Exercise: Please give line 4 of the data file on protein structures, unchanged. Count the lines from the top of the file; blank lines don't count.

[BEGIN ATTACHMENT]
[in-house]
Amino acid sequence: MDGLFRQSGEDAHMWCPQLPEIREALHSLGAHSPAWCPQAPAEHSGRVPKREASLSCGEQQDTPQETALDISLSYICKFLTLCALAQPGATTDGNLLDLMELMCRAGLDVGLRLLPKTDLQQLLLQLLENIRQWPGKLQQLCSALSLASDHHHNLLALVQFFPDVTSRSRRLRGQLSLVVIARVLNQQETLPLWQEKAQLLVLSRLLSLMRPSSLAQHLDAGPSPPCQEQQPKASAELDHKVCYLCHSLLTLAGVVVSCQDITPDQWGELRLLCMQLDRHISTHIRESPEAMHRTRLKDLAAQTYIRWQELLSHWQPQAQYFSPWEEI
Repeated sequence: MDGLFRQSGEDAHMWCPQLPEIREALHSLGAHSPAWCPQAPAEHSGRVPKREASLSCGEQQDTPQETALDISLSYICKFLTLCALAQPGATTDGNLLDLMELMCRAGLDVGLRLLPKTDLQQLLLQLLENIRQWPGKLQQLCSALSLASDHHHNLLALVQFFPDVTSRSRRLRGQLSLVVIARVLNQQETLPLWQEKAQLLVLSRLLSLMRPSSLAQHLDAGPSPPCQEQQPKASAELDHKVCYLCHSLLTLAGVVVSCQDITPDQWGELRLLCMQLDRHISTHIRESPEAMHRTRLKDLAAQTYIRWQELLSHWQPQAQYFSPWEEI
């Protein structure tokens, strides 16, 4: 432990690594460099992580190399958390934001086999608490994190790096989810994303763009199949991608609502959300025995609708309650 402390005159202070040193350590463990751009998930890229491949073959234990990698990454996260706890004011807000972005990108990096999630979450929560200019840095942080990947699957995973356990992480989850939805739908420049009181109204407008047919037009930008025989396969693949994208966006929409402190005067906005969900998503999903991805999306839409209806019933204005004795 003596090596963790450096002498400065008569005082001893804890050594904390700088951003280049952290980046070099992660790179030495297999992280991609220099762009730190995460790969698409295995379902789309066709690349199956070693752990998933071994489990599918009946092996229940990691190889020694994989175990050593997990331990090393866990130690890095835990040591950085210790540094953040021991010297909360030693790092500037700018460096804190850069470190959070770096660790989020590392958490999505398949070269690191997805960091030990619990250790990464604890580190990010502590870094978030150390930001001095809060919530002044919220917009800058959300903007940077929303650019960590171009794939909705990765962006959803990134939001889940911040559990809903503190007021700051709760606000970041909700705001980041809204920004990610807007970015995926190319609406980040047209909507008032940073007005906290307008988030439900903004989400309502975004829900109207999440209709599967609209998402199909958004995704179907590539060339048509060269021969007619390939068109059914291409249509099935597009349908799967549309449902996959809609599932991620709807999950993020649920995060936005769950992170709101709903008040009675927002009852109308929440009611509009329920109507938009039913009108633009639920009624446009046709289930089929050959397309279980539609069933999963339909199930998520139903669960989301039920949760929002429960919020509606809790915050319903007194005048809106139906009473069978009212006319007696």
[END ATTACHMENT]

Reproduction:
């Protein structure tokens, strides 16, 4: 432990690594460099992580190399958390934001086999608490994190790096989810994303763009199949991608609502959300025995609708309650 402390005159202070040193350590463990751009998930890229491949073959234990990698990454996260706890004011807000972005990108990096999630979450929560200019840095942080990947699957995973356990992480989850939805739908420049009181109204407008047919037009930008025989396969693949994208966006929409402190005067906005969900998503999903991805999306839409209806019933204005004795 003596090596963790450096002498400065008569005082001893804890050594904390700088951003280049952290980046070099992660790179030495297999992280991609220099762009730190995460790969698409295995379902789309066709690349199956070693752990998933071994489990599918009946092996229940990691190889020694994989175990050593997990331990090393866990130690890095835990040591950085210790540094953040021991010297909360030693790092500037700018460096804190850069470190959070770096660790989020590392958490999505398949070269690191997805960091030990619990250790990464604890580190990010502590870094978030150390930001001095809060919530002044919220917009800058959300903007940077929303650019960590171009794939909705990765962006959803990134939001889940911040559990809903503190007021700051709760606000970041909700705001980041809204920004990610807007970015995926190319609406980040047209909507008032940073007005906290307008988030439900903004989400309502975004829900109207999440209709599967609209998402199909958004995704179907590539060339048509060269021969007619390939068109059914291409249509099935597009349908799967549309449902996959809609599932991620709807999950993020649920995060936005769950992170709101709903008040009675927002009852109308929440009611509009329920109507938009039913009108633009639920009624446009046709289930089929050959397309279980539609069933999963339909199930998520139903669960989301039920949760929002429960919020509606809790915050319903007194005048809106139906009473069978009212006319007696």